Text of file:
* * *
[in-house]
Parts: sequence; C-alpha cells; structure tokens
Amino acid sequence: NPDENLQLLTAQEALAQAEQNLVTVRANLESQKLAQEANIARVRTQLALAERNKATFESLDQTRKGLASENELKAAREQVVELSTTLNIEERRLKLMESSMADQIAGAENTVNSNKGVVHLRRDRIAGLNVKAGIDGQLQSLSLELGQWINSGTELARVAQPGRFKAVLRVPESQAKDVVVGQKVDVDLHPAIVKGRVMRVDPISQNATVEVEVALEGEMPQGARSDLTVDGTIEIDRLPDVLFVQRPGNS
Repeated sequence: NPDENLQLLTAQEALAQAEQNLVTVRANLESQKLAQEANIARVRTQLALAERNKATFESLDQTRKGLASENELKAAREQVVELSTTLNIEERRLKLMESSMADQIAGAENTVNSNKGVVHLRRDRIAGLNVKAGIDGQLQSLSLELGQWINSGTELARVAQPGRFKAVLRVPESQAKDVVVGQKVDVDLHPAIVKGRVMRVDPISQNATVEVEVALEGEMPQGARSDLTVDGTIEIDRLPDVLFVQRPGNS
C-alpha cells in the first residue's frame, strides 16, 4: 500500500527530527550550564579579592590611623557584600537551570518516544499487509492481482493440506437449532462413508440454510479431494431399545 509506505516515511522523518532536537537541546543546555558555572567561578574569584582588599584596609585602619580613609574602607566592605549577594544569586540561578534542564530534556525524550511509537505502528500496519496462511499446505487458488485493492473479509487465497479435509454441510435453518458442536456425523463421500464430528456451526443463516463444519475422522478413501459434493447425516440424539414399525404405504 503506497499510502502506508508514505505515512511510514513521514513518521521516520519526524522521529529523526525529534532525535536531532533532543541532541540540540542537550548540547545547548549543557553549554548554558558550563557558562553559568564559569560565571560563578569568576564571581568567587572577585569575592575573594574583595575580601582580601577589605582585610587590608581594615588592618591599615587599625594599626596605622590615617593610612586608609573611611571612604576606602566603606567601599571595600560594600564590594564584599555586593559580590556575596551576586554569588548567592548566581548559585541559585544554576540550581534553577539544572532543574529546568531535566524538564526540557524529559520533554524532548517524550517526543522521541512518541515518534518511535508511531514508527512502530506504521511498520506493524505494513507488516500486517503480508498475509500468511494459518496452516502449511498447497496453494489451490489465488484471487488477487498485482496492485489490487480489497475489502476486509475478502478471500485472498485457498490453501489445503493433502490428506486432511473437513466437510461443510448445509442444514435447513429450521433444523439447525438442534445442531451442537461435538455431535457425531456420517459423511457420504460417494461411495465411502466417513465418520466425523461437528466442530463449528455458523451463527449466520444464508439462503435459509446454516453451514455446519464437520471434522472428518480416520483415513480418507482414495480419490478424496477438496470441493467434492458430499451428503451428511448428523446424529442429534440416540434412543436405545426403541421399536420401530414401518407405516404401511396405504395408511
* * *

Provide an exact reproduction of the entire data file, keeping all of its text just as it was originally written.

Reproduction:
[in-house]
Parts: sequence; C-alpha cells; structure tokens
Amino acid sequence: NPDENLQLLTAQEALAQAEQNLVTVRANLESQKLAQEANIARVRTQLALAERNKATFESLDQTRKGLASENELKAAREQVVELSTTLNIEERRLKLMESSMADQIAGAENTVNSNKGVVHLRRDRIAGLNVKAGIDGQLQSLSLELGQWINSGTELARVAQPGRFKAVLRVPESQAKDVVVGQKVDVDLHPAIVKGRVMRVDPISQNATVEVEVALEGEMPQGARSDLTVDGTIEIDRLPDVLFVQRPGNS
Repeated sequence: NPDENLQLLTAQEALAQAEQNLVTVRANLESQKLAQEANIARVRTQLALAERNKATFESLDQTRKGLASENELKAAREQVVELSTTLNIEERRLKLMESSMADQIAGAENTVNSNKGVVHLRRDRIAGLNVKAGIDGQLQSLSLELGQWINSGTELARVAQPGRFKAVLRVPESQAKDVVVGQKVDVDLHPAIVKGRVMRVDPISQNATVEVEVALEGEMPQGARSDLTVDGTIEIDRLPDVLFVQRPGNS
C-alpha cells in the first residue's frame, strides 16, 4: 500500500527530527550550564579579592590611623557584600537551570518516544499487509492481482493440506437449532462413508440454510479431494431399545 509506505516515511522523518532536537537541546543546555558555572567561578574569584582588599584596609585602619580613609574602607566592605549577594544569586540561578534542564530534556525524550511509537505502528500496519496462511499446505487458488485493492473479509487465497479435509454441510435453518458442536456425523463421500464430528456451526443463516463444519475422522478413501459434493447425516440424539414399525404405504 503506497499510502502506508508514505505515512511510514513521514513518521521516520519526524522521529529523526525529534532525535536531532533532543541532541540540540542537550548540547545547548549543557553549554548554558558550563557558562553559568564559569560565571560563578569568576564571581568567587572577585569575592575573594574583595575580601582580601577589605582585610587590608581594615588592618591599615587599625594599626596605622590615617593610612586608609573611611571612604576606602566603606567601599571595600560594600564590594564584599555586593559580590556575596551576586554569588548567592548566581548559585541559585544554576540550581534553577539544572532543574529546568531535566524538564526540557524529559520533554524532548517524550517526543522521541512518541515518534518511535508511531514508527512502530506504521511498520506493524505494513507488516500486517503480508498475509500468511494459518496452516502449511498447497496453494489451490489465488484471487488477487498485482496492485489490487480489497475489502476486509475478502478471500485472498485457498490453501489445503493433502490428506486432511473437513466437510461443510448445509442444514435447513429450521433444523439447525438442534445442531451442537461435538455431535457425531456420517459423511457420504460417494461411495465411502466417513465418520466425523461437528466442530463449528455458523451463527449466520444464508439462503435459509446454516453451514455446519464437520471434522472428518480416520483415513480418507482414495480419490478424496477438496470441493467434492458430499451428503451428511448428523446424529442429534440416540434412543436405545426403541421399536420401530414401518407405516404401511396405504395408511